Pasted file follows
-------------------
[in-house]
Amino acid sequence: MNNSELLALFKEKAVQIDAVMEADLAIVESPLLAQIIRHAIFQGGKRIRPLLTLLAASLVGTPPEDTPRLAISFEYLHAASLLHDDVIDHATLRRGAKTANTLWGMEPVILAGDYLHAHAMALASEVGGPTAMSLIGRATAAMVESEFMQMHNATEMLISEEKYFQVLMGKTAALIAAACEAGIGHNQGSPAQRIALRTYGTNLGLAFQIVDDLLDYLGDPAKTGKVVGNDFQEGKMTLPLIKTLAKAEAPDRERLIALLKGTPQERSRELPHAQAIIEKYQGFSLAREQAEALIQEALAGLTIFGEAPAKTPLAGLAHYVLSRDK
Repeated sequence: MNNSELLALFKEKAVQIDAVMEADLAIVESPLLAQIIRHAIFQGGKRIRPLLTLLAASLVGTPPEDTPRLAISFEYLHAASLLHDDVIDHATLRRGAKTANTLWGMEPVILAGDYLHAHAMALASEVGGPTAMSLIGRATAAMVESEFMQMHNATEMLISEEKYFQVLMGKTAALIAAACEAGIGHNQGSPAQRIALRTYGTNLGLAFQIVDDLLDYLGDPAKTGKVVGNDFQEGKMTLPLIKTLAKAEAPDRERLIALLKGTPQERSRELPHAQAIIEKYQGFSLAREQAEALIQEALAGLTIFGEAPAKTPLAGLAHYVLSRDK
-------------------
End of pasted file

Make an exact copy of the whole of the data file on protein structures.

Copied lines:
[in-house]
Amino acid sequence: MNNSELLALFKEKAVQIDAVMEADLAIVESPLLAQIIRHAIFQGGKRIRPLLTLLAASLVGTPPEDTPRLAISFEYLHAASLLHDDVIDHATLRRGAKTANTLWGMEPVILAGDYLHAHAMALASEVGGPTAMSLIGRATAAMVESEFMQMHNATEMLISEEKYFQVLMGKTAALIAAACEAGIGHNQGSPAQRIALRTYGTNLGLAFQIVDDLLDYLGDPAKTGKVVGNDFQEGKMTLPLIKTLAKAEAPDRERLIALLKGTPQERSRELPHAQAIIEKYQGFSLAREQAEALIQEALAGLTIFGEAPAKTPLAGLAHYVLSRDK
Repeated sequence: MNNSELLALFKEKAVQIDAVMEADLAIVESPLLAQIIRHAIFQGGKRIRPLLTLLAASLVGTPPEDTPRLAISFEYLHAASLLHDDVIDHATLRRGAKTANTLWGMEPVILAGDYLHAHAMALASEVGGPTAMSLIGRATAAMVESEFMQMHNATEMLISEEKYFQVLMGKTAALIAAACEAGIGHNQGSPAQRIALRTYGTNLGLAFQIVDDLLDYLGDPAKTGKVVGNDFQEGKMTLPLIKTLAKAEAPDRERLIALLKGTPQERSRELPHAQAIIEKYQGFSLAREQAEALIQEALAGLTIFGEAPAKTPLAGLAHYVLSRDK